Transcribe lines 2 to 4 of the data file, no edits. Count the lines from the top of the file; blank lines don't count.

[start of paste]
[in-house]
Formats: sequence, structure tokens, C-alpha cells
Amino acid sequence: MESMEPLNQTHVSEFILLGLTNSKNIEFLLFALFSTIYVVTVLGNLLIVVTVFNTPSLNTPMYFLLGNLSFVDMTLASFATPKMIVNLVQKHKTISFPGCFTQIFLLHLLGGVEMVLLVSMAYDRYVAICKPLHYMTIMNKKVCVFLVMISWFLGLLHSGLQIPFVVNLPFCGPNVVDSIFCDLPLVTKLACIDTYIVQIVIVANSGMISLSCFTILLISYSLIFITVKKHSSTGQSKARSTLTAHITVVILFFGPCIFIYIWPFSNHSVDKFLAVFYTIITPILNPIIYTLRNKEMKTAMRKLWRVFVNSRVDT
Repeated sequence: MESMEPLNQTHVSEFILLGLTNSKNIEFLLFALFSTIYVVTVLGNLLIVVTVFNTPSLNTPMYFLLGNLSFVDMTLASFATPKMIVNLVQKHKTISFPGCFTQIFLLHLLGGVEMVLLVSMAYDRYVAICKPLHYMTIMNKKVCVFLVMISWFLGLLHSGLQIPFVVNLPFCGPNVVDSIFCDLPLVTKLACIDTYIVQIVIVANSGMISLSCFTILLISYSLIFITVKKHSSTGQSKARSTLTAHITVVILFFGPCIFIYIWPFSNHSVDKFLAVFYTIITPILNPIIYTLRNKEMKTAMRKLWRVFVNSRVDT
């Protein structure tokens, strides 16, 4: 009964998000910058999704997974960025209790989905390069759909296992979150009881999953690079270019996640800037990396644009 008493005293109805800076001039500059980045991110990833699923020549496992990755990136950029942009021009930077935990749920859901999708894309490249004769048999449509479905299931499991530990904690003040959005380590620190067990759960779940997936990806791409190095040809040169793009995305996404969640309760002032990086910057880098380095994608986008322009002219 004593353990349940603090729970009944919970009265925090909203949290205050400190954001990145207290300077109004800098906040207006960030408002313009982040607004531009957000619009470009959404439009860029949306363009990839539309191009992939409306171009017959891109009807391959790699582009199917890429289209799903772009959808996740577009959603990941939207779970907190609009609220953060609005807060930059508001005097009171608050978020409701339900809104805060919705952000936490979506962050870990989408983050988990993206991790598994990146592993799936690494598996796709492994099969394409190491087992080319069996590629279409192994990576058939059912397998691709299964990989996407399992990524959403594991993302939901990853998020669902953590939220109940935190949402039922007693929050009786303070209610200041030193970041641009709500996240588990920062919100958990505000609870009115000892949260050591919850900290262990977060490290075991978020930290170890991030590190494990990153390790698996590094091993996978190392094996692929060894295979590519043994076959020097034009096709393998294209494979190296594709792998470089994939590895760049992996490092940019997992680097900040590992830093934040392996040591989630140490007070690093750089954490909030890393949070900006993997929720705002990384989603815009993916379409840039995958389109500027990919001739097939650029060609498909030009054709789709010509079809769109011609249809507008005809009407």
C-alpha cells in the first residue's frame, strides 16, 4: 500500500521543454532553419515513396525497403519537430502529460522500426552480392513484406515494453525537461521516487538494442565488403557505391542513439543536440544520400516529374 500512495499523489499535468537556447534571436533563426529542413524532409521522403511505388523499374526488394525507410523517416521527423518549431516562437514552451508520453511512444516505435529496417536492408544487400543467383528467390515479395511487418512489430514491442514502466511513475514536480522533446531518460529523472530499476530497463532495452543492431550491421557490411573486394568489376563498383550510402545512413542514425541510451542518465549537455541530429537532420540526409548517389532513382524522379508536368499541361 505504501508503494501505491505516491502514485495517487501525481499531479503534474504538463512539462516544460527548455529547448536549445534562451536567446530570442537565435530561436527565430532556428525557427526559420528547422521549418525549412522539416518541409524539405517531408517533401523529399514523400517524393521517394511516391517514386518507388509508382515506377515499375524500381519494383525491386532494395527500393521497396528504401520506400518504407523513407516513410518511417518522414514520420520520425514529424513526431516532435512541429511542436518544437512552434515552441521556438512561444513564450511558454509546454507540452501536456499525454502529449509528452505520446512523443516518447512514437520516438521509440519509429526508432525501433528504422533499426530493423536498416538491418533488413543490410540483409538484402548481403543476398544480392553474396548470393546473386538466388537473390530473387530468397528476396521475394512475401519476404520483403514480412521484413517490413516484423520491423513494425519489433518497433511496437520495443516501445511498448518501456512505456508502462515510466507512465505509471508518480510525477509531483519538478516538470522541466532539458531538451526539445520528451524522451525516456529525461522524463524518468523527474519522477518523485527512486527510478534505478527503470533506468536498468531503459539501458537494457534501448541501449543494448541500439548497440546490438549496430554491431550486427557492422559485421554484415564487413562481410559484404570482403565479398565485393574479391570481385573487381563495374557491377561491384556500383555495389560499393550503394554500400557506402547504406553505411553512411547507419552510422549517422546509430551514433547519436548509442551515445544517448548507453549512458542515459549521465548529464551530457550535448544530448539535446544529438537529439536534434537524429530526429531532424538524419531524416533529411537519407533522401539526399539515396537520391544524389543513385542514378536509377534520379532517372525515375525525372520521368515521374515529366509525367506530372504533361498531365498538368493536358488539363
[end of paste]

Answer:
Formats: sequence, structure tokens, C-alpha cells
Amino acid sequence: MESMEPLNQTHVSEFILLGLTNSKNIEFLLFALFSTIYVVTVLGNLLIVVTVFNTPSLNTPMYFLLGNLSFVDMTLASFATPKMIVNLVQKHKTISFPGCFTQIFLLHLLGGVEMVLLVSMAYDRYVAICKPLHYMTIMNKKVCVFLVMISWFLGLLHSGLQIPFVVNLPFCGPNVVDSIFCDLPLVTKLACIDTYIVQIVIVANSGMISLSCFTILLISYSLIFITVKKHSSTGQSKARSTLTAHITVVILFFGPCIFIYIWPFSNHSVDKFLAVFYTIITPILNPIIYTLRNKEMKTAMRKLWRVFVNSRVDT
Repeated sequence: MESMEPLNQTHVSEFILLGLTNSKNIEFLLFALFSTIYVVTVLGNLLIVVTVFNTPSLNTPMYFLLGNLSFVDMTLASFATPKMIVNLVQKHKTISFPGCFTQIFLLHLLGGVEMVLLVSMAYDRYVAICKPLHYMTIMNKKVCVFLVMISWFLGLLHSGLQIPFVVNLPFCGPNVVDSIFCDLPLVTKLACIDTYIVQIVIVANSGMISLSCFTILLISYSLIFITVKKHSSTGQSKARSTLTAHITVVILFFGPCIFIYIWPFSNHSVDKFLAVFYTIITPILNPIIYTLRNKEMKTAMRKLWRVFVNSRVDT